Regardless of how unprepared you feel, make sure you are physically engaged continuously. Keep alternating between research and practice.

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14. Complete Short Sprints

Rather than to force yourself into enduring hours upon hours of dedication, work in short sprints of about 20-30 minutes, then get up and stretch or take a short walk. Your brain’s attention span works best with short breaks, so be sure to give it the little rest it needs.

One study found that, between two groups of students, the students who took two short breaks when studying actually performed better than those who didn’t take breaks[5].

15. Ditch the Distractions

Make sure the environment you are in is perfect for your rapid-learning progress. That means ditching any social media, and the temptation to check any email. As the saying goes, “Out of sight, out of mind.”

Before you sit down to learn new skills, make sure that potential distractions are far from sight.

16. Use Nootropics

Otherwise known as brain enhancers, these cognitive boosters are available in natural herbal forms and in supplements.

Many students will swear by the increased focus that nootropics will provide[6], particularly as they get set for some serious cramming. Natural herbal nootropics have been used for thousands of years in Ayurvedic traditions to improve the mind and learning.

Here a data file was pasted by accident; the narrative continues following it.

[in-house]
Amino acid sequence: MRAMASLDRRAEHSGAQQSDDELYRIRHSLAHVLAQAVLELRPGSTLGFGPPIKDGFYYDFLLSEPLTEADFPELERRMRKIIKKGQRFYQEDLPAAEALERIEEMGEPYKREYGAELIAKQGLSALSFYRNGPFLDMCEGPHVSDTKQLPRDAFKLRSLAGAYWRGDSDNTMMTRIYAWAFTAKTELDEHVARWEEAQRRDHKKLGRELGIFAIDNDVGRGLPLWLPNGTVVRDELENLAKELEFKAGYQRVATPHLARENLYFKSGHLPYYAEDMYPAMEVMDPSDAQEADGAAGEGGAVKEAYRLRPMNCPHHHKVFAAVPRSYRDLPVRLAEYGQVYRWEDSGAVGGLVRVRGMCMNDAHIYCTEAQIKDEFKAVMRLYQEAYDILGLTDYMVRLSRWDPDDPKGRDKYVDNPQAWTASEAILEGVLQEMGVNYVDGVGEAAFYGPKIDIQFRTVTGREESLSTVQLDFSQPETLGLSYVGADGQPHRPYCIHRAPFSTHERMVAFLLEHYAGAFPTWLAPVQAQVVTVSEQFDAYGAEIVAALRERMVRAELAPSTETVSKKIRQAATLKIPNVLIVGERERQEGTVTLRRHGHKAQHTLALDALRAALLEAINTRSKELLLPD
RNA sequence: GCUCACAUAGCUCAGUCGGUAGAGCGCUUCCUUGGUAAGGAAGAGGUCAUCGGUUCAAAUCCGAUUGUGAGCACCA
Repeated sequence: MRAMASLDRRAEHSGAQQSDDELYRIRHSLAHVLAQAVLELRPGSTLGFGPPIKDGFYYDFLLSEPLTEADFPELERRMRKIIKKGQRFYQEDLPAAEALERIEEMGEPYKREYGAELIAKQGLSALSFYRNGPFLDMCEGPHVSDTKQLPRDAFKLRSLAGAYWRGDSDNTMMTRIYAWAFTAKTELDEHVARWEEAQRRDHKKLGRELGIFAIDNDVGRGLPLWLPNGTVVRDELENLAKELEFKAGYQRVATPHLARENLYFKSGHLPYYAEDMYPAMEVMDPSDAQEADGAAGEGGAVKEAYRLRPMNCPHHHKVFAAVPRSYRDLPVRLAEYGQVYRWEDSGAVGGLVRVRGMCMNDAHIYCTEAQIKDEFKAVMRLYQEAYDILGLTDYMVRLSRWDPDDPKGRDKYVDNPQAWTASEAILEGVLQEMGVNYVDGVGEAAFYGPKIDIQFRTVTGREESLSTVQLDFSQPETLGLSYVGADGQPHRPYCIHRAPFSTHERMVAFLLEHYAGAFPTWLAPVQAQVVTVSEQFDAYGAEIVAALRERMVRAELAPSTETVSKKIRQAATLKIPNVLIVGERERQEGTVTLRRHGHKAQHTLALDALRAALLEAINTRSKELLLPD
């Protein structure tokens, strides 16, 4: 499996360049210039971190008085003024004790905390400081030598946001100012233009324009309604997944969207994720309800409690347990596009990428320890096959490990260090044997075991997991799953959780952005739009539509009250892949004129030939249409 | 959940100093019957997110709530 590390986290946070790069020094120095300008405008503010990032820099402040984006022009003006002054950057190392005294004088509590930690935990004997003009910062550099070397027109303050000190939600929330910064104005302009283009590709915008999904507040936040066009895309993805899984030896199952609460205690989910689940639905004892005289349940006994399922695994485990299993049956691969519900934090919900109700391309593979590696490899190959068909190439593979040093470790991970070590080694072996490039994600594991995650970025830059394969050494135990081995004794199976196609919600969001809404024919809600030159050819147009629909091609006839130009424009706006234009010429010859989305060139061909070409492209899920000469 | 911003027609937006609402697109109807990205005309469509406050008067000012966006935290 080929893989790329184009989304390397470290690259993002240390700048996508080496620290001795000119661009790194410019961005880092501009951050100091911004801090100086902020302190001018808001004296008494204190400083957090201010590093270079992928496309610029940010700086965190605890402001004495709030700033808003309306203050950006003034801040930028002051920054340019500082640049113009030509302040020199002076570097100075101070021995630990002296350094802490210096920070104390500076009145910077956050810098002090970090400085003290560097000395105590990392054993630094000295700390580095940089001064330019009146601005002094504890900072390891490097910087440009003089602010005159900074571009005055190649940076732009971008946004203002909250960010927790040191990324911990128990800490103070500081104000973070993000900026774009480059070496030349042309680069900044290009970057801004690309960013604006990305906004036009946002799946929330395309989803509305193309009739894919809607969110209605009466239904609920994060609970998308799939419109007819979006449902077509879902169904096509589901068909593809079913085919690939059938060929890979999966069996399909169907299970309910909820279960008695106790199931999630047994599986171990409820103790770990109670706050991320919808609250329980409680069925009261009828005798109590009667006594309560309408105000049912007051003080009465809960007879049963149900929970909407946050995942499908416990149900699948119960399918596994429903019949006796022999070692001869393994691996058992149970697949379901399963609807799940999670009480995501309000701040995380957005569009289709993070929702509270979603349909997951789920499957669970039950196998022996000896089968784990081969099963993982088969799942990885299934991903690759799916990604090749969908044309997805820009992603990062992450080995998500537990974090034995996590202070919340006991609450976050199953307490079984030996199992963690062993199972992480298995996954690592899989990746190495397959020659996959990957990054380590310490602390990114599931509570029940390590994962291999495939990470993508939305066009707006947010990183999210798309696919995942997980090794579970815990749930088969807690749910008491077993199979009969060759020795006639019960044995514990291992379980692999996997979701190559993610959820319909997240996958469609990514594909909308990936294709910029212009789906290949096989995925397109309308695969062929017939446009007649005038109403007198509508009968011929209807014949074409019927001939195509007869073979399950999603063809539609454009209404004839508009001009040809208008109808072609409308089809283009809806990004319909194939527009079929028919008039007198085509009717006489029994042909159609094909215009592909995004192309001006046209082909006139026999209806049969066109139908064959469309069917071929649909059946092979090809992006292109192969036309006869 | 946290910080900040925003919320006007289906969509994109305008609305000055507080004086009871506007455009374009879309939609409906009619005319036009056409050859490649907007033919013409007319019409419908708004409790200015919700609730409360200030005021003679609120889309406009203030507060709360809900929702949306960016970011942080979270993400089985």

Find out more about brain supplements in this article.

17. Celebrate

For every single small win that you experience during the learning process, be sure to celebrate. Your brain will release endorphins and serotonin as you raise your hands in victory and pump your fits. Have a piece of chocolate and give yourself a pat on the back. This positive reinforcement will help you keep pushing forward as you learn new skills.

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The Bottom Line

Learning a new skill should be exciting and fun. Whether you use online courses, real world experience, YouTube videos, or free online resources, take time to learn in the long term. Keep picturing the joy of reaching the end goal and being a better version of yourself as continual motivation.

More Tips on How to Learn New Skills

Featured photo credit: Elijah M. Henderson via unsplash.com

Reference